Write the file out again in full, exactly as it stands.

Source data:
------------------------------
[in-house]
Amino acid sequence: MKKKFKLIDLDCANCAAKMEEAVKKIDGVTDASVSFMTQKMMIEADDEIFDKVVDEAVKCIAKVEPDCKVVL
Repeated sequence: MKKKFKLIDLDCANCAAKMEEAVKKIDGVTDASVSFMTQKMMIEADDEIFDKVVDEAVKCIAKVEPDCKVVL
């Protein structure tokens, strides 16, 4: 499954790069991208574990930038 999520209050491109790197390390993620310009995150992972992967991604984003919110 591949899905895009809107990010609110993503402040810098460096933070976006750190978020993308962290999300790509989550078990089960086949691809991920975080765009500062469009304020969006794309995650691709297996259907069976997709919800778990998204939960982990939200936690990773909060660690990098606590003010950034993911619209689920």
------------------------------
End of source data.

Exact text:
[in-house]
Amino acid sequence: MKKKFKLIDLDCANCAAKMEEAVKKIDGVTDASVSFMTQKMMIEADDEIFDKVVDEAVKCIAKVEPDCKVVL
Repeated sequence: MKKKFKLIDLDCANCAAKMEEAVKKIDGVTDASVSFMTQKMMIEADDEIFDKVVDEAVKCIAKVEPDCKVVL
């Protein structure tokens, strides 16, 4: 499954790069991208574990930038 999520209050491109790197390390993620310009995150992972992967991604984003919110 591949899905895009809107990010609110993503402040810098460096933070976006750190978020993308962290999300790509989550078990089960086949691809991920975080765009500062469009304020969006794309995650691709297996259907069976997709919800778990998204939960982990939200936690990773909060660690990098606590003010950034993911619209689920």